Into the past: Cambodia’s National Museum

A treasure trove of ancient artefacts and cultural curios, Cambodia’s National Museum is an important site for any visitor to the country. We meet the man at the helm of this august institution, museum director Kong Vireak

Kong Vireak, director of the National Museum of Cambodia
Kong Vireak, director of the National Museum of Cambodia

For many visitors to Phnom Penh, the National Museum of Cambodia, an oasis of exquisite calm and ancient culture in the heart of the capital’s tourist hub, is a natural stop on any trip to the city. Designed to echo the majestic temple complexes glimpsed on the faded bas-reliefs of Angkor Wat, the museum houses art and artefacts stretching back more than a millennium to the dawn of Cambodia’s once-flourishing empire. 

But for its director, Kong Vireak, the winding path through the carved doors of Cambodia’s national museum took him along a less straightforward route. 

“It was accidental,” he admits when asked the provenance of his passion for the nation’s antiquities. “Most of the Cambodian people in my generation, we were not thinking of what we would be after high school… when we finished high school, we had to look for a university – and at that time, there were not many private universities so we had to find anything that we could.”

Chuckling, he reveals that if his house had not been within walking distance of Phnom Penh’s Royal University of Fine Arts (RUFA), his life might have turned out very differently.

“My house was just a hundred steps from RUFA, from the National Museum, so it was much easier for me. I took the entry exam for RUFA. I had no orientation before that. I accidentally fell into archaeology. After that, of course, I fell in love with culture, with art history.”

Although he was initially trained in archaeology, Vireak was captivated not just by the ruins of Cambodia’s ancient empires, but also by the lost cultures that had shaped them. Upon graduating, Vireak travelled to France to study anthropology before travelling back to his homeland to work on excavation sites at Siem Reap’s Angkor complexes. After five years in the field, Vireak returned to his alma mater to teach classes in anthropology and research ancient Khmer culture. In a few short years, he was made deputy director and then director of RUFA before being appointed director of the national museum in 2012. Since then, Vireak has overseen the museum’s steady transition into a modern institution leading Cambodia’s exploration of its ancient heritage.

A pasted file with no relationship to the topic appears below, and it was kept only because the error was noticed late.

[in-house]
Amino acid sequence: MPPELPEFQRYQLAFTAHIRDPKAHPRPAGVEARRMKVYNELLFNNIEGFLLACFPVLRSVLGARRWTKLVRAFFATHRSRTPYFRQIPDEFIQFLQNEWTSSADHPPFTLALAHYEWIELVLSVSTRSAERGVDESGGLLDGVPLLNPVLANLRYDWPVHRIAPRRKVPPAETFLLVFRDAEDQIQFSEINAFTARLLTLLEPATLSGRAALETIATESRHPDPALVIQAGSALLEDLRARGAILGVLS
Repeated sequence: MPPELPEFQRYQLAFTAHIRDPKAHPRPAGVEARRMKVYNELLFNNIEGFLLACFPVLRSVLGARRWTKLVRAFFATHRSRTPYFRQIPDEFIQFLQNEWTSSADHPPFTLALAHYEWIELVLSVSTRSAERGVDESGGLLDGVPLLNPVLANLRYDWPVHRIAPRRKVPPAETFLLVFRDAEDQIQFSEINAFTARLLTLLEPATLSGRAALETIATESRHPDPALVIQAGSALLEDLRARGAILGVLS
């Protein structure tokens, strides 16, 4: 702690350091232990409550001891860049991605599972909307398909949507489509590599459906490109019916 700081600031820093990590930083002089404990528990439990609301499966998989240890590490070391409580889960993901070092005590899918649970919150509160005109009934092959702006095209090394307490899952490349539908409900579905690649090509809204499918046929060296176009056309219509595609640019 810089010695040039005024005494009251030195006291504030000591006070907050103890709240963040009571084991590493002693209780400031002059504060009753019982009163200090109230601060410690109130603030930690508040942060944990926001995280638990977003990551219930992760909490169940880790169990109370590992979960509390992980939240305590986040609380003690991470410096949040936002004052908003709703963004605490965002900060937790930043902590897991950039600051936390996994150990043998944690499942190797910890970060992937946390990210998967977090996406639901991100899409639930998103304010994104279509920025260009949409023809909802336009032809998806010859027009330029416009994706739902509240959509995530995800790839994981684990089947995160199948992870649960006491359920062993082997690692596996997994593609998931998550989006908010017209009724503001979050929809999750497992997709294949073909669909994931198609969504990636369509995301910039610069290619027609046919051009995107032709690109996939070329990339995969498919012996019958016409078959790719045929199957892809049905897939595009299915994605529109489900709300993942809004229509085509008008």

“Now we are integrated into the international community, so we have to be flexible and adapt to the new strategy – the new definition of museum,” he said. “Of course, the basic definition of museum is a place to collect, to protect, to conserve the safeguarding of objects, artefacts with artistic value, cultural value, antiquities – but now we also have a main role in education through exhibitions, permanent exhibition displays, and through special exhibitions.”

During his time at the museum, Vireak has witnessed Western nations return almost half a dozen sacred statues that were looted from the remote Koh Ker temple site in Cambodia’s northern forests decades ago. In January 2016, the last of these relics in the hands of a public institution, a 10th-century sandstone sculpture of the warrior-king Rama – the seventh incarnation of the Hindu god Vishnu – was returned to Cambodia from the Denver Art Museum.

For Vireak, the repatriations are a sign of a new way of thinking within the walls of the West’s great museums.

“I cannot blame the old generation,” he said. “Before, people in Europe, the rich aristocracy, they wanted to collect exotic objects and artefacts. But I can imagine the later generation, the younger generation of people, they have more feeling to [ask]: ‘Why should we take somebody’s culture?’ Culture is something that we can admire, but we cannot steal.”

Perhaps it is for these reasons that Vireak remains most moved by the reclaimed sculptures of Koh Ker – even more so than the exquisite statue of King Jayavarman VII in meditation, the last great god-king of the Khmer Empire and one of the museum’s most popular works.

“Of course, Jayavarman VII – no one can deny the beauty of it as an idol, a symbol of the National Museum, but I myself personally have fallen in love with the statues of Koh Ker.”

It is this passion for his nation’s ancient beauty that Vireak hopes the museum will kindle in the Cambodian public, whether in the sweeping gardens of the museum’s grounds, in the still waters of the central courtyard, or in the enigmatic smiles of the sculptures that have watched empires crumble.    

“The museum is more than a building with artefacts,” he said. “The museum can be a school, and also a place to enjoy. So my message for students – for the Cambodian public – is to visit the museum, to learn their own culture and to enjoy.”

 

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